This live 2008 performance of Brahms' Ein deutsches Requiem is John Eliot Gardiner's second recording of the piece, the first from 1991, and he uses the same performing forces, the Monteverdi Choir and Orchestre Révolutionnaire et Romantique. This second interpretation is part of his Brahms series, begun in 2008, which includes the four symphonies, for the label Soli Deo Gloria.
The performance is approximately the same length as his earlier version and clocks in at less than 65 minutes, considerably shorter than the usual performance of the Requiem, making it one of the shortest recorded versions, in fact. Gardiner generates genuine excitement with his propulsive tempos in the faster sections. The first two movements in particular are taken at a clip that has logic to its momentum, but that may not please listeners who are used to a grander, more magisterial unfolding of the music. The slightly faster pace works beautifully in "Wie lieblich sind deine Wohnungen," which Gardiner invests with a gracious lilt that also manages to convey serenity. "Denn wir haben hie keine bleibende Statt" especially benefits from the urgency of Gardiner's energy. Katherine Fuge and Matthew Brook are entirely persuasive in their solos and have warmly enveloping voices. The orchestra's tonal color may be the most controversial aspects of the recording. Although with almost 70 members Orchestre Révolutionnaire et Romantique is by no means small, there are many points, particularly in the Requiem's quieter moments, when it sounds more like a chamber orchestra. This has the advantage of making the inner voices and counterpoint more easily audible, so details that are sometimes lost with larger orchestras are clear. The ensemble as a whole, and the strings in particular, has something of an early music sound, a timbral tartness (especially noticeable in the first movement) where more warmth and sweetness are usually expected in this repertoire. There is nothing reserved in Gardiner's hot-blooded reading, or in the performance of the chorus, though, so the juxtaposition of the timbral austerity and interpretive passion makes for an intriguing if unusual performance.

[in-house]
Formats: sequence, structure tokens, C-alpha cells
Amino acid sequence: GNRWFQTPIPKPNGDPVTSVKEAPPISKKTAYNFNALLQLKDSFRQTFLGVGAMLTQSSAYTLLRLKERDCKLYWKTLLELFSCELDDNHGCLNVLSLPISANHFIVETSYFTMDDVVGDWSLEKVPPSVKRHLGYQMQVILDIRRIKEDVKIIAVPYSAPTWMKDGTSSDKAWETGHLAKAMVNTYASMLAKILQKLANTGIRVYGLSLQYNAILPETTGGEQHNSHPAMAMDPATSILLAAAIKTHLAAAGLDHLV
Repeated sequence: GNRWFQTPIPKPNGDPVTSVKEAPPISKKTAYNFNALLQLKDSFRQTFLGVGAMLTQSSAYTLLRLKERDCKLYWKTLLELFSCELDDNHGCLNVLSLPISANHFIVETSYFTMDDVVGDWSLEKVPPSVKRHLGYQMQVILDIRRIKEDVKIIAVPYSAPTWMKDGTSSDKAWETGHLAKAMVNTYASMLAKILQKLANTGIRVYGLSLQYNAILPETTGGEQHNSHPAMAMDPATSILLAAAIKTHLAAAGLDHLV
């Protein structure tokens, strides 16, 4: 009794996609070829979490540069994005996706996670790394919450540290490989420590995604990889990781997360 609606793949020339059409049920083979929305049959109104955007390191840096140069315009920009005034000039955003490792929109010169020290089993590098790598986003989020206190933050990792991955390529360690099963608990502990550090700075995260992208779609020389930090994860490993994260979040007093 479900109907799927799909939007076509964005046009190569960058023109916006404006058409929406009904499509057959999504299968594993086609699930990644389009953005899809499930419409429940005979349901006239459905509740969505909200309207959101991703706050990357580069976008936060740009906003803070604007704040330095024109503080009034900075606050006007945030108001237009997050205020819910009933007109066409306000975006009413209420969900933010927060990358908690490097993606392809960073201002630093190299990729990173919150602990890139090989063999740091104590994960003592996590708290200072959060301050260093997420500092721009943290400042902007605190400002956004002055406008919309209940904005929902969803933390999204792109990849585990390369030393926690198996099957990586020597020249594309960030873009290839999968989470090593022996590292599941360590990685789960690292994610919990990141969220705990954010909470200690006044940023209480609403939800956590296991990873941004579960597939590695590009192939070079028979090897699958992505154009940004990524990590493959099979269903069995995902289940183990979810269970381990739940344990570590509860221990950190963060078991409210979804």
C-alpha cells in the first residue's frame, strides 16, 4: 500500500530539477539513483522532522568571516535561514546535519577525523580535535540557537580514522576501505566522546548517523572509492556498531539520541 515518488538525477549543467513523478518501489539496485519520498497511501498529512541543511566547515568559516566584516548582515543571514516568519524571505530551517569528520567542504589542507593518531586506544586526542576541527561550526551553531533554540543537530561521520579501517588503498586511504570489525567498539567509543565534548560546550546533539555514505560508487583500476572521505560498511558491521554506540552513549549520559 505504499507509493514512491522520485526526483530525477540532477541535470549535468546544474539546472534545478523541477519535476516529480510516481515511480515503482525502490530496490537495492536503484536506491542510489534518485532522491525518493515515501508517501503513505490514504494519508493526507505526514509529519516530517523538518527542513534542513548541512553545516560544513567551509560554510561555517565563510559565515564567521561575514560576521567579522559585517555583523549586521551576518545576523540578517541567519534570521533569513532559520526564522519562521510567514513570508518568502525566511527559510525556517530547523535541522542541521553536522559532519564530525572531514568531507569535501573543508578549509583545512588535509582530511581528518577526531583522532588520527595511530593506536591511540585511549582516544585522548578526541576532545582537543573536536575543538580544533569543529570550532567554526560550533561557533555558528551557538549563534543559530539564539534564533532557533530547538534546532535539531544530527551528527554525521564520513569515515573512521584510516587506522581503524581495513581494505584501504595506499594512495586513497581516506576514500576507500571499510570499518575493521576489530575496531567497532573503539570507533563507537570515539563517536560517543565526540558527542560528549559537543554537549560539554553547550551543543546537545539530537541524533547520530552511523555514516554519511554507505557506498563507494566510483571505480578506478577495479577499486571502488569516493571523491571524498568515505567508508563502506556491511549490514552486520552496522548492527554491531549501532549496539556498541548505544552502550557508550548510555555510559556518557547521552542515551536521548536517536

The album opens with two of Heinrich Schütz's settings (using only an understated continuo accompaniment) of texts that Brahms used in the Requiem, and they provide a fascinating context for Gardiner's unconventional take on the Brahms.